What's happened to sportsmanship?

With 2 sports mad boys in the family and a large kid/husband who loves his sport too, we spend a lot of time living and breathing whatever sport happens to be flavour of the month. Football, rugby, cricket - they're all up there. They will play it, watch it, debate it and fight over it



Sport on the box

When it comes to sport on TV, they will happily watch pretty much anything. Personally I draw the line at beach volleyball. All those ladies in skimpy shorts and tops throwing themselves around makes me feel very insecure. Not so for my husband. He likes to record the games, play them back and frequently pauses them to catch "the best bits" whilst pretending that he's checking "their technique". Nice try.

Teaching sportsmanship

Beach volleyball and skimpy outfits aside, I'm delighted my boys love their sport. With the lure of technology stopping children even venturing outside these days, having a passion for sport can be a very good thing.

But how do you teach children sportsmanship, which is such a vital part of playing sport? I think we are all responsible for that - parents, teachers, coaches. And sporting legends. As people that children look up to, sports men and women have a responsibility to exhibit the best behaviour in their sport.

There have been a number of interesting things happen recently which made me think about sportsmanship and lessons we can learn from it.

Learning to lose

Sportsmanship can be simply defined as good behaviour exhibited when someone is playing a sport or involved in a sport. And one aspect of good sportsmanship is knowing how to behave when you lose.

My son is in his final year at prep school. He has set himself a number of challenges for this year, one of which includes playing in the top team for all of the sports matches at the school.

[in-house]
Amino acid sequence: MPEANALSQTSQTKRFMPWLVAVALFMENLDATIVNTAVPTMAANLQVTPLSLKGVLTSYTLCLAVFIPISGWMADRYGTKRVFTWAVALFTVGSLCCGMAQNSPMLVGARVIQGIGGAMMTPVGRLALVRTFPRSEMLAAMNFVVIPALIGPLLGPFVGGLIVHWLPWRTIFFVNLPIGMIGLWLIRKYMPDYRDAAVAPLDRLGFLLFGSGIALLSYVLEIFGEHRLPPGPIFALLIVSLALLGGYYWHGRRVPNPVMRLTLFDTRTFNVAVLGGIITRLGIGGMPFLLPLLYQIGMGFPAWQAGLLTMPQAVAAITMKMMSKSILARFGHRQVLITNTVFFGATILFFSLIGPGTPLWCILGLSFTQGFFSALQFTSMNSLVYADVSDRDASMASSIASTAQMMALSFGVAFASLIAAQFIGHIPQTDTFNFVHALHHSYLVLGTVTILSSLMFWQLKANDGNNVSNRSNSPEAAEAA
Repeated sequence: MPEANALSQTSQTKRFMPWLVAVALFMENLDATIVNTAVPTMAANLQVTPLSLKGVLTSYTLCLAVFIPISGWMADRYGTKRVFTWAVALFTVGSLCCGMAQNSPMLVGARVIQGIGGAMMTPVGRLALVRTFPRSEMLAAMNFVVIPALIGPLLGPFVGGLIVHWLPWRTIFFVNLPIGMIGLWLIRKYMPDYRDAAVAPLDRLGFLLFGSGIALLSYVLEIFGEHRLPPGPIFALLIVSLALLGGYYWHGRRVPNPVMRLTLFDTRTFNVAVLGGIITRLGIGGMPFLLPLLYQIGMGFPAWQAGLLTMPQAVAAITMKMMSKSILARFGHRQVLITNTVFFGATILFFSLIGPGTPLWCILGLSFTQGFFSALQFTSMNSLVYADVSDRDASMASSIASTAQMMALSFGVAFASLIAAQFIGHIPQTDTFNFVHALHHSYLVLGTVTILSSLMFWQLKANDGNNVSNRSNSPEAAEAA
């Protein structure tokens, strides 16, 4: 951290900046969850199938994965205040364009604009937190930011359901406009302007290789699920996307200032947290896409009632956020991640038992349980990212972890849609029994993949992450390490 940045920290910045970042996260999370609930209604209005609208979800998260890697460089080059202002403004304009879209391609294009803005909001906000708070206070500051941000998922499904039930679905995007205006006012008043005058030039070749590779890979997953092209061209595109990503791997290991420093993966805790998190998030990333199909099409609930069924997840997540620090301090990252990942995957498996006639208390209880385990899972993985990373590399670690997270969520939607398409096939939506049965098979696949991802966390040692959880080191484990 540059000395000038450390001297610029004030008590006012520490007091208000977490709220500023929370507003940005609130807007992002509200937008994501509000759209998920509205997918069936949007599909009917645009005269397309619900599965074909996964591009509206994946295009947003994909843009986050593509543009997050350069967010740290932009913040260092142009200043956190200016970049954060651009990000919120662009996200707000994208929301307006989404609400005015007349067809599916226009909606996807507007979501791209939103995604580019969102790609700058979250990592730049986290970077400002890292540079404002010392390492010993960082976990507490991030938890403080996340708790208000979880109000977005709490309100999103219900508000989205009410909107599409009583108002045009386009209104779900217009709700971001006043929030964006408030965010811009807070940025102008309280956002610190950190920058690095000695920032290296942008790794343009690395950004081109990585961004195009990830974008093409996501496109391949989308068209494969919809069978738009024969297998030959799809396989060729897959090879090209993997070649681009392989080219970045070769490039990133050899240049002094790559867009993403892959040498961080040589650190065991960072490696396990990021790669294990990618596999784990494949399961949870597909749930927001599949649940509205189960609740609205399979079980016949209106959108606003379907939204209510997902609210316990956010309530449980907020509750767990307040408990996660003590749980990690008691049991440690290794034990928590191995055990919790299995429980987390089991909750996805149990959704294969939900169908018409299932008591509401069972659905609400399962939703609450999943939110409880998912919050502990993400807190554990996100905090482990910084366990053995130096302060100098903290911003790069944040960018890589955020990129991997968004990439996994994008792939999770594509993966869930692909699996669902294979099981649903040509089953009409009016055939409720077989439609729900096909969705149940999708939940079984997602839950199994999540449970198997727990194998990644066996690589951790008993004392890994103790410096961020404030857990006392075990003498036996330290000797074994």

Unfortunately he wasn't selected to play for the 1st team for football. To be fair to him, he's a goalkeeper so that narrows the field (pardon the pun). He was pipped to the post (sorry - couldn't resist) by a mate of his. He was pretty devastated. We talked to him about it, and explained that sometimes in life you don't win or achieve every goal you set yourself. But the key is to pick yourself up and try again. And more importantly, make sure you are magnanimous in defeat.

It took a while, but he did end up mumbling well done to his friend and within a few days he was cheering him on from the side-lines. I was immensely proud of him.

The winner doesn't take it all

And then a few days ago a rugby match at my son's school was cancelled. The opposing team pulled out before the match because they said they couldn't get enough players together to make up a team, even though they have more children in the year than we do. I know this school well, and I know that what they really meant was "we can't get enough excellent players together to guarantee that we will beat you, so rather than losing, we are going to pull out." What sort of message are the teachers of that school giving the kids? And whatever happened to the motto "It's not the winning, it's the taking part that counts"?

Losing in life is something we all have to deal with. We don't like it, but it happens. And we have to be able to equip our children to deal with it.

He ain't heavy, he's my brother

Last year, we all sat as a family and watched the footage of Alistair Brownlee, who gave up the chance to win the final World Triathlon Series race because he stopped to carry his brother Jonny (and closest rival in the race) over the line in front of him. I turned to my boys and said "Now that's true sportsmanship." We all nodded and then my youngest turned to his elder brother and said "Don't get any ideas. I'm never doing that for you."

I guess I've got a bit of a way to go to teach my youngest the importance of sportsmanship.

Amanda Coxen, Working Mum and Tinies Director

Share this:
quotation mark
Thank you so much for placing me in a nursery job so quickly, and always communicating with me and keeping me updated.
Kelly, Cambridge